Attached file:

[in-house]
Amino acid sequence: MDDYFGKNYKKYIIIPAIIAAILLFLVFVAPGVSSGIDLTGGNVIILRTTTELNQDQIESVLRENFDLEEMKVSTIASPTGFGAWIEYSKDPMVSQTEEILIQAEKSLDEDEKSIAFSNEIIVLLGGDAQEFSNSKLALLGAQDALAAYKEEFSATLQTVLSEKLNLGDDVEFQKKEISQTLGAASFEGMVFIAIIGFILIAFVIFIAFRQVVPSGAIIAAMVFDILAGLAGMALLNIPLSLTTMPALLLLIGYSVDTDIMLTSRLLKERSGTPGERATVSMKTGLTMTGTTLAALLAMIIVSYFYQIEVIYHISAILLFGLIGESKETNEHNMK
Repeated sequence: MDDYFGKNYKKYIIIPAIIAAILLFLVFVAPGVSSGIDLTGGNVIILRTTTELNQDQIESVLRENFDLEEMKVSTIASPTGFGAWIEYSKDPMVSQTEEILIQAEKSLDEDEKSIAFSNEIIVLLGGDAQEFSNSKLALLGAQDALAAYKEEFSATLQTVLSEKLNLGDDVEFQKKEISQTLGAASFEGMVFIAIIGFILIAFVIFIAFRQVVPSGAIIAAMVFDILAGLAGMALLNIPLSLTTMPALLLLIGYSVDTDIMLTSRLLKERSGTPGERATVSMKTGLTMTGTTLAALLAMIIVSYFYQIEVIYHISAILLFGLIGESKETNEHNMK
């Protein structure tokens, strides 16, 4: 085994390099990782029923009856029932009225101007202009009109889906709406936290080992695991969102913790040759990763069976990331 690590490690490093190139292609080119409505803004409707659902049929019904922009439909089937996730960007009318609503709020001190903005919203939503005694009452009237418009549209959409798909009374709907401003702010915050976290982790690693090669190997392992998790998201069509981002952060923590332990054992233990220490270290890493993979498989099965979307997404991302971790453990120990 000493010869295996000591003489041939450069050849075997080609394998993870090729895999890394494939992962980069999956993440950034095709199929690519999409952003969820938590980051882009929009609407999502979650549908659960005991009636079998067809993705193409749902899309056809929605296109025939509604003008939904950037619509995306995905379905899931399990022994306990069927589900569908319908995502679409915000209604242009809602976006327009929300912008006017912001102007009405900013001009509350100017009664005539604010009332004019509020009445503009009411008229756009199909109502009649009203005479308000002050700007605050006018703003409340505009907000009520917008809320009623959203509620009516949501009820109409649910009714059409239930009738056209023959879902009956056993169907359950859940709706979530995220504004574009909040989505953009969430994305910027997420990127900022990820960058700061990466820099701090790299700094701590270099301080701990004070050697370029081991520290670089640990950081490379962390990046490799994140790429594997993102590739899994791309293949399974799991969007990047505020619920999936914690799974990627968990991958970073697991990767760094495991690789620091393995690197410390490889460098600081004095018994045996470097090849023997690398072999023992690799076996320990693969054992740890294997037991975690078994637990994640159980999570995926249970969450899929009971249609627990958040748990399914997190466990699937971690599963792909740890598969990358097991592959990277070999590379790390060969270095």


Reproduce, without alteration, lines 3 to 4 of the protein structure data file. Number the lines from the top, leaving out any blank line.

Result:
Repeated sequence: MDDYFGKNYKKYIIIPAIIAAILLFLVFVAPGVSSGIDLTGGNVIILRTTTELNQDQIESVLRENFDLEEMKVSTIASPTGFGAWIEYSKDPMVSQTEEILIQAEKSLDEDEKSIAFSNEIIVLLGGDAQEFSNSKLALLGAQDALAAYKEEFSATLQTVLSEKLNLGDDVEFQKKEISQTLGAASFEGMVFIAIIGFILIAFVIFIAFRQVVPSGAIIAAMVFDILAGLAGMALLNIPLSLTTMPALLLLIGYSVDTDIMLTSRLLKERSGTPGERATVSMKTGLTMTGTTLAALLAMIIVSYFYQIEVIYHISAILLFGLIGESKETNEHNMK
């Protein structure tokens, strides 16, 4: 085994390099990782029923009856029932009225101007202009009109889906709406936290080992695991969102913790040759990763069976990331 690590490690490093190139292609080119409505803004409707659902049929019904922009439909089937996730960007009318609503709020001190903005919203939503005694009452009237418009549209959409798909009374709907401003702010915050976290982790690693090669190997392992998790998201069509981002952060923590332990054992233990220490270290890493993979498989099965979307997404991302971790453990120990 000493010869295996000591003489041939450069050849075997080609394998993870090729895999890394494939992962980069999956993440950034095709199929690519999409952003969820938590980051882009929009609407999502979650549908659960005991009636079998067809993705193409749902899309056809929605296109025939509604003008939904950037619509995306995905379905899931399990022994306990069927589900569908319908995502679409915000209604242009809602976006327009929300912008006017912001102007009405900013001009509350100017009664005539604010009332004019509020009445503009009411008229756009199909109502009649009203005479308000002050700007605050006018703003409340505009907000009520917008809320009623959203509620009516949501009820109409649910009714059409239930009738056209023959879902009956056993169907359950859940709706979530995220504004574009909040989505953009969430994305910027997420990127900022990820960058700061990466820099701090790299700094701590270099301080701990004070050697370029081991520290670089640990950081490379962390990046490799994140790429594997993102590739899994791309293949399974799991969007990047505020619920999936914690799974990627968990991958970073697991990767760094495991690789620091393995690197410390490889460098600081004095018994045996470097090849023997690398072999023992690799076996320990693969054992740890294997037991975690078994637990994640159980999570995926249970969450899929009971249609627990958040748990399914997190466990699937971690599963792909740890598969990358097991592959990277070999590379790390060969270095």